Everymutt versus Bilbo
by Byron Bailey
During the first three grades of elementary school, a mangy mongrel panted the life out of reading for me. Reading outside of the classroom never happened. Reading inside the classroom only occurred with the teacher hovering over me, her lips pursed in detached concern like an entomologist contemplating a broken-winged moth.
Blame the reading class textbooks! Every year’s reading featured the “adventures” of Everymutt. Pug, Spot, Rover — the name didn’t matter. Everymutt never made messes on the sidewalk. Everymutt never bit children. Everymutt never attacked postal employees. Everymutt never did much of anything but run, eat and chase balls. By exemplary behavior, Everymutt managed to transcend his canine nature like a Buddhist monk living off of ethereal fumes. To a six-year old, nothing was as boring as an enlightened dog.
Even when I tried to read a book that wasn’t part of the standard curriculum, Everymutt was with me — no one could say that Everymutt wasn’t loyal. I could feel him panting on the page, his breath saturated with dog food. My throat would spasm under the onslaught until only a thin, wheezing streamlet of air entered my lungs. My eyes would water, a fog of dog breath obscuring the words on the page. Occasionally, the fog would thin enough for me to barely make out the occasional word or phrase.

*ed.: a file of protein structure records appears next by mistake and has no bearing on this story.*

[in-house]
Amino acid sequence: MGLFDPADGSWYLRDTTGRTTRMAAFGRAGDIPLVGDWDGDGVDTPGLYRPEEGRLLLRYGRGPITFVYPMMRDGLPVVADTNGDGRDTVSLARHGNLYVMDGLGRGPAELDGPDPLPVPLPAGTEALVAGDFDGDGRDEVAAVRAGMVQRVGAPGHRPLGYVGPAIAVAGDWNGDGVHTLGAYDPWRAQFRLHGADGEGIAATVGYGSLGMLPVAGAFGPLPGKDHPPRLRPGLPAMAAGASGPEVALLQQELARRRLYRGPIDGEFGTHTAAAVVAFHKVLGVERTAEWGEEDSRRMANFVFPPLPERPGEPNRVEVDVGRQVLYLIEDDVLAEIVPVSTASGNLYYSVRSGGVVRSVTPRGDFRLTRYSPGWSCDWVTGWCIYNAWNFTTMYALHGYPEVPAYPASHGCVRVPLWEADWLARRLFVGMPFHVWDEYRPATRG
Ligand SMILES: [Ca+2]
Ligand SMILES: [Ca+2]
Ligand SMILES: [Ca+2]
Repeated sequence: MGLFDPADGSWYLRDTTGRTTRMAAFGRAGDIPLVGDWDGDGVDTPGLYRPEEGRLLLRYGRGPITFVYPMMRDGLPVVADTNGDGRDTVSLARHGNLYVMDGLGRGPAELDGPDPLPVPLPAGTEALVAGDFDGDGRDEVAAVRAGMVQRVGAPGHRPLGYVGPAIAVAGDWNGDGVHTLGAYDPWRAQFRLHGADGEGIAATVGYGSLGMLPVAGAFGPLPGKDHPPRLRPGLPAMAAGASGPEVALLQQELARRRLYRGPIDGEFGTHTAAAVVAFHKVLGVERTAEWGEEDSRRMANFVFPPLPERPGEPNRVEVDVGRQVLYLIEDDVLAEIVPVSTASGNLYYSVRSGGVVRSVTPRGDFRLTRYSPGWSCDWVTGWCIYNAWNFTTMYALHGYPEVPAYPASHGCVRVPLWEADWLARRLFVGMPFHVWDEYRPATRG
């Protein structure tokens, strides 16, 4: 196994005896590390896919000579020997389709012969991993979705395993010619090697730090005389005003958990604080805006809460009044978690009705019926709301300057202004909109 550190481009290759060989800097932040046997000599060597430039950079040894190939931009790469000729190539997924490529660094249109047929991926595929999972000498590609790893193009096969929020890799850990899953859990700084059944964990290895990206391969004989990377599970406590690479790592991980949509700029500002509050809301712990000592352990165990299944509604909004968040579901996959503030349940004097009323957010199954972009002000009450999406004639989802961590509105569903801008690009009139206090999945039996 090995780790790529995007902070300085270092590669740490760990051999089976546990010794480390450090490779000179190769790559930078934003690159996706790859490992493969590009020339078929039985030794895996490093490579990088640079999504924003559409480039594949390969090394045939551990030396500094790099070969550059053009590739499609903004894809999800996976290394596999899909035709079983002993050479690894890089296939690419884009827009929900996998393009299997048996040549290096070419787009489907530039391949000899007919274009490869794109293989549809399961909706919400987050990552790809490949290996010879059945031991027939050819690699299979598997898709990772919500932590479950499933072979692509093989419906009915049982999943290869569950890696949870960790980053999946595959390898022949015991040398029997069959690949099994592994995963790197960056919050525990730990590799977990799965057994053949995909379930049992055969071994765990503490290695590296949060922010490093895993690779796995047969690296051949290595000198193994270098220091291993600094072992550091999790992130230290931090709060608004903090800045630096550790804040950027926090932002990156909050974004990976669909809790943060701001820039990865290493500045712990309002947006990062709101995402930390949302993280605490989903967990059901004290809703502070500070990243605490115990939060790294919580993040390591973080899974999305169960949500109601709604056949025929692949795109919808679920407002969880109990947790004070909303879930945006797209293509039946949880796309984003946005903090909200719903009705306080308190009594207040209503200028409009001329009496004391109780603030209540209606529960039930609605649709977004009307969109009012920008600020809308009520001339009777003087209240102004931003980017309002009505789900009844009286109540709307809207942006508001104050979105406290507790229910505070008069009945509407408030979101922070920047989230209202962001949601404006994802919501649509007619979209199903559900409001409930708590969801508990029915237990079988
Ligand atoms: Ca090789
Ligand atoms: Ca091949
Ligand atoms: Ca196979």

A boy and a girl always accompanied Everymutt. The boy John/Jim/Joe had no hobbies except for making Everymutt chase balls. The girl always bore the name Jane. She didn’t do much except for chasing after John/Jim/Joe and Everymutt. Still, I waited patiently for Jane to leap into action. Many boys might be content to throw balls all day but no one could be satisfied with simply watching. Unfortunately at that age, I wasn’t familiar with the concept of professional sports.
I waited three years for Jane to act. In the third grade when she became friends with Jill, I was certain the time was close. After all Star Wars didn’t get truly interesting until Darth Vader showed up. I waited expectantly. As the months rolled by, my hope dissipated in a cloud of chagrin. Under Jill’s influence, Jane stopped chasing anyone. Now she only talked about chasing someone.